Tuesday, Apr 24, 2018
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Delta lays plans for a year full of history, activities

Events to celebrate sesquicentennial

DELTA — A chicken that dropped on Main Street on New Year’s Eve got the history rolling and coming to life in this Fulton County community as it marks its sesquicentennial with a myriad of activities in 2013.

Celebrating the village’s 150th birthday is a matter of importance on several levels, including its historical importance, said Mabel Hudson, events chairman.

She noted that Delta, settled in 1834, is the oldest village in Fulton County.

On a petition of 60 residents of Delta, the village was incorporated on Aug. 3, 1863, according to information on the village’s Web site.

Marking that milestone is “important because of the economy and everything. I think it’s important to do something and bring people together.”

Ms. Hudson, who was appointed sesquicentennial chairman by Delta’s mayor, has been working with about 15 other committee members for a year to plan the festivities.

“I was the coordinator for a history book of Delta, back in ’88-’89. So the mayor had called me and asked me if I would chair this event,” she said.

Ms. Hudson said the events, which extend until October, are aimed at everyone from elementary students to older residents.

Village residents started the year’s festivities off with the chicken drop on Main Street on New Year’s Eve.

“That got quite a bit of attention all over, with that chicken,” Ms. Hudson said.

The second event is slated for 5:30 p.m. Saturday. Three bands will play, and food will be served at the American Legion Hall, 5939 State Rt. 109.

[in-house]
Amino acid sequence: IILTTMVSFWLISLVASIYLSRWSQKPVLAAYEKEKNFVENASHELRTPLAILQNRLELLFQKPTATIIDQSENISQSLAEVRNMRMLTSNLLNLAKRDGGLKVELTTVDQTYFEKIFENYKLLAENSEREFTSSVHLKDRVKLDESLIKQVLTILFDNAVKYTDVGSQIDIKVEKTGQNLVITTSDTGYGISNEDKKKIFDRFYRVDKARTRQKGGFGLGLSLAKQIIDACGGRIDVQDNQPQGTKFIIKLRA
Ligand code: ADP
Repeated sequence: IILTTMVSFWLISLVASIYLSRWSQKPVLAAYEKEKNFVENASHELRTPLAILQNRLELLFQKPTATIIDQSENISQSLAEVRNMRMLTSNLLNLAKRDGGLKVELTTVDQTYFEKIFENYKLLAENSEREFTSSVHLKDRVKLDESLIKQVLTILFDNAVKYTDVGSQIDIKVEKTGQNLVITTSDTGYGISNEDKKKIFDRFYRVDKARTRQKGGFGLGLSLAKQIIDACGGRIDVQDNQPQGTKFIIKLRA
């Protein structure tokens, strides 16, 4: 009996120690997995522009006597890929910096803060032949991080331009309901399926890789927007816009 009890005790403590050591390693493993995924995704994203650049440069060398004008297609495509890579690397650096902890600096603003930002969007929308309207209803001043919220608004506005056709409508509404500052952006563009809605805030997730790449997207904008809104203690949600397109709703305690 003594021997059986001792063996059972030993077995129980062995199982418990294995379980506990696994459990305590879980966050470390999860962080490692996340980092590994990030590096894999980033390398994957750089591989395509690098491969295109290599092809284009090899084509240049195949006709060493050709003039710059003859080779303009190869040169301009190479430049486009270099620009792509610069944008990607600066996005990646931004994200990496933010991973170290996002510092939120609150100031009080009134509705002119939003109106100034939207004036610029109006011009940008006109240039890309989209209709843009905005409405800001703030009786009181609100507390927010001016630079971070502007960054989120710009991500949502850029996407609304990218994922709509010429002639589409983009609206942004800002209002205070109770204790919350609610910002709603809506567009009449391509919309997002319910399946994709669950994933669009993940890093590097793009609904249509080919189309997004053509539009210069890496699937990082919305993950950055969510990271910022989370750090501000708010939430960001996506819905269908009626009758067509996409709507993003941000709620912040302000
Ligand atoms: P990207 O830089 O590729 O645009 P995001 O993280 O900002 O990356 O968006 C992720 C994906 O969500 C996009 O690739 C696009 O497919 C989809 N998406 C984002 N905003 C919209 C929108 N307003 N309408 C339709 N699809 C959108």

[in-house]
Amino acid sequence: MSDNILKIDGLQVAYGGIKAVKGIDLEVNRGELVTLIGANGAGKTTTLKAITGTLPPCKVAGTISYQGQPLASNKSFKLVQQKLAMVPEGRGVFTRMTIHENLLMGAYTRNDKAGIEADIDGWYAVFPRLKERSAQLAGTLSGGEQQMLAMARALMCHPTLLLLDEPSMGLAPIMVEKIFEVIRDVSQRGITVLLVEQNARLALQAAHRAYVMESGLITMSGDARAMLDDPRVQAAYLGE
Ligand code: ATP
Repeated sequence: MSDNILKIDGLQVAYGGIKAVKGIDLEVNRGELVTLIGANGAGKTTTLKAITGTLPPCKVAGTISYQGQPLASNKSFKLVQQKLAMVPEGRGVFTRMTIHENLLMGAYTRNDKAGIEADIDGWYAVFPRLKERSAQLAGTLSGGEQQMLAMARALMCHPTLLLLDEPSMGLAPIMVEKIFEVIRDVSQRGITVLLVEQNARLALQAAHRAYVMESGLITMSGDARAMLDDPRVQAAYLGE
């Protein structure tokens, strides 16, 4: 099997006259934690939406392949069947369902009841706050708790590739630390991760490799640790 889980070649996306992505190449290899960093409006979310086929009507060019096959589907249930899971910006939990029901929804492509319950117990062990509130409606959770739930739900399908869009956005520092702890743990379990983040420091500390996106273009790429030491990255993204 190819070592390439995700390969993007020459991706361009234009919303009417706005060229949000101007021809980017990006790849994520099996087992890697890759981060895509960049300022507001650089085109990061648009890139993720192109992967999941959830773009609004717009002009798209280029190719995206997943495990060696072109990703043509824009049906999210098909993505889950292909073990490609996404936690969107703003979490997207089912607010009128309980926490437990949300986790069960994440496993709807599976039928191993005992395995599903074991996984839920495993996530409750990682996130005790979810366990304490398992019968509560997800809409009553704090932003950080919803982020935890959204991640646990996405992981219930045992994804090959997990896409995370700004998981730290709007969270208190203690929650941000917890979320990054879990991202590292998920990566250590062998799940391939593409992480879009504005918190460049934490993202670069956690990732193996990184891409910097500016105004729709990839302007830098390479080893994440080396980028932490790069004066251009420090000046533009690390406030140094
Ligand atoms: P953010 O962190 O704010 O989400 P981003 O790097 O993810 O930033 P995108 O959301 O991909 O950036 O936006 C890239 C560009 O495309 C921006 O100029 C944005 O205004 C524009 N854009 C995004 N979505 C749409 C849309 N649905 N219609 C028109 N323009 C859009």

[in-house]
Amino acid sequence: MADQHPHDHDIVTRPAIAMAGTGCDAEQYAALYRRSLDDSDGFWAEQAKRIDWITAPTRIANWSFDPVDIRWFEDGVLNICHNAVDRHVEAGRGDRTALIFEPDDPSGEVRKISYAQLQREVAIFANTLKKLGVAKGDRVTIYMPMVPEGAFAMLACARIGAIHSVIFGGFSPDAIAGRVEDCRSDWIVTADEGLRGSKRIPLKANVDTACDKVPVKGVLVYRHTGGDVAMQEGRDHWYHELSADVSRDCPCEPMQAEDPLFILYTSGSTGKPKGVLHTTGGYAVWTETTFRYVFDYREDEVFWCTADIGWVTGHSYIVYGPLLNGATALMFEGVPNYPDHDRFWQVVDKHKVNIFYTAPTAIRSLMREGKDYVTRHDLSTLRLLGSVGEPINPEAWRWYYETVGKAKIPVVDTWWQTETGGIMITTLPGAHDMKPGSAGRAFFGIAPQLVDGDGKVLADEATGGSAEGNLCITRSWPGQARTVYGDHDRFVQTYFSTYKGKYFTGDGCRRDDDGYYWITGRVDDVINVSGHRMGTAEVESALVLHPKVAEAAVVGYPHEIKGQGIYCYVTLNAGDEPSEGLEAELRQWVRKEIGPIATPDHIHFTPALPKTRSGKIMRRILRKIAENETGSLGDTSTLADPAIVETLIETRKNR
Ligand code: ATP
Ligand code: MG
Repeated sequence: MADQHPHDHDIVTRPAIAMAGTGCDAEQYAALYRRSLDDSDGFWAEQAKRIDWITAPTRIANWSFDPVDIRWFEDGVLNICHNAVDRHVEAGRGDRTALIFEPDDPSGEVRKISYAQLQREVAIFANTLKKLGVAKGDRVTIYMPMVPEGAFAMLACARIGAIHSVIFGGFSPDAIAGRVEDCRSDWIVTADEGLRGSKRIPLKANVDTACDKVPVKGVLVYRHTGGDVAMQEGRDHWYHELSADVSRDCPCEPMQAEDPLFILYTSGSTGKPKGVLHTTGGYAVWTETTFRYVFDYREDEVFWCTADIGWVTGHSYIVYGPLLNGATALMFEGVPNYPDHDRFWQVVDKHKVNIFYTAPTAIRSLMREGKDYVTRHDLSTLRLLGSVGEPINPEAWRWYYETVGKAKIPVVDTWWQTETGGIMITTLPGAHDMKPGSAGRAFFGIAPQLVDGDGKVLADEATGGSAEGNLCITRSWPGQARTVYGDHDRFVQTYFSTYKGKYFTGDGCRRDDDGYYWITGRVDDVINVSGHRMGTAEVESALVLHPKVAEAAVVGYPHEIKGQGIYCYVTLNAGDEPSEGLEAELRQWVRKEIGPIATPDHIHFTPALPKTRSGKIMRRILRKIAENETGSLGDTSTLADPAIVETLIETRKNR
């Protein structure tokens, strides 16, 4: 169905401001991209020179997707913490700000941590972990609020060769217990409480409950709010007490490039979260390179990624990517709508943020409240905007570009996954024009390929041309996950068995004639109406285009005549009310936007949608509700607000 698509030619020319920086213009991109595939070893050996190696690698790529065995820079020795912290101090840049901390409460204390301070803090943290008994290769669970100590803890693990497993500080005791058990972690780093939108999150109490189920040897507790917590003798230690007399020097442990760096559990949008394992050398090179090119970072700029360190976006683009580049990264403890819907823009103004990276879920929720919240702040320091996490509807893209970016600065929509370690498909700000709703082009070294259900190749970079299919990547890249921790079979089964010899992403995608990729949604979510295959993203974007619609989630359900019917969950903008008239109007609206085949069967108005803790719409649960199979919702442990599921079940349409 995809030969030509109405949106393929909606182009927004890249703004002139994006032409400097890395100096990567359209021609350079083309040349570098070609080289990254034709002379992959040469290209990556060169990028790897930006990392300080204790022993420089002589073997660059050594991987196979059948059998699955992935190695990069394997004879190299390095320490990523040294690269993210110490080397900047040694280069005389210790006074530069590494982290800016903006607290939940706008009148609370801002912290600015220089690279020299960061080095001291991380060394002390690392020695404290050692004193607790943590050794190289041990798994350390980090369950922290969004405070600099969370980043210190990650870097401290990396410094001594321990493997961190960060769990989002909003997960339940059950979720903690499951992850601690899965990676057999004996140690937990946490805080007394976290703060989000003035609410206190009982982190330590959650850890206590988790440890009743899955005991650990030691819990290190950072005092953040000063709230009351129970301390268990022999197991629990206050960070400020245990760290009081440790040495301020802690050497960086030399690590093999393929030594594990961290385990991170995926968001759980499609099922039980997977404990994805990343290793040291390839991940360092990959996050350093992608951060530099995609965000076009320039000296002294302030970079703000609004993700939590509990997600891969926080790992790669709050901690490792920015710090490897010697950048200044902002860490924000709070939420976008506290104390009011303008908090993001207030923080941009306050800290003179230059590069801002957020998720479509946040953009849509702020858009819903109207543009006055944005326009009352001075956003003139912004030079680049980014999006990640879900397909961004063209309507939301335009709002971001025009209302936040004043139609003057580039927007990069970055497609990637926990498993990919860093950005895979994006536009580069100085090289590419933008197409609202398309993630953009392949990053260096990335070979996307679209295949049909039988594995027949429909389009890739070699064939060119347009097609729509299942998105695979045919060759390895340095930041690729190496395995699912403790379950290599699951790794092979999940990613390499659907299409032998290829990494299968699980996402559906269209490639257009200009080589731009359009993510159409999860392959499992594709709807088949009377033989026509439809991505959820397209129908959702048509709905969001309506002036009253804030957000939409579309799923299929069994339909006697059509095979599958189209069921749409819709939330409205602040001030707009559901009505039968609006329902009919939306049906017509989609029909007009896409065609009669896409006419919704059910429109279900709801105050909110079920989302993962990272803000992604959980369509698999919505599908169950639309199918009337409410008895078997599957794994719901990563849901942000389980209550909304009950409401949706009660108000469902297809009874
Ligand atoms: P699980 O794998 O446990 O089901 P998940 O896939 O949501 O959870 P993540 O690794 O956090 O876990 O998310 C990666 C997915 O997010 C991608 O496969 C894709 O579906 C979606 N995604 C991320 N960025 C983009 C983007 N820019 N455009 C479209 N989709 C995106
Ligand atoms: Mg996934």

Several historical displays will be highlighted during the year, said Ms. Hudson, who pointed out that the committee has relied on the village’s older residents to fill in historical details about the community, which has had many names, including Tadmore, Tadpole, Greensprings, Fingerville, and Slab Shanty.

Deciding to fuse a diverse set of events with history was an easy task for the team.

“We just kind of decided on what things we could do, and try to bring our history into it,” she said. “In April, we’re going to have a spaghetti dinner and a history day at the high school, and we’re hoping that this will involve the high school kids in learning about Delta's history.”

Calling it a “roundtable of Delta history,” Ms. Hudson said the event will be informative in nature. There will be no admission fee for the festivities, she said.

Several events slated for summer include a park picnic and the Delta Chicken Festival. Fall events include a garden tour, a tailgate party, and an apple dumpling festival.

The sesquicentennial is all about fostering a stronger community, Ms. Hudson said.

“I think it’s important to kind of do something and bring people together and have some good, clean entertainment, you know.”

For information about the celebration, visit villageofdelta.org.

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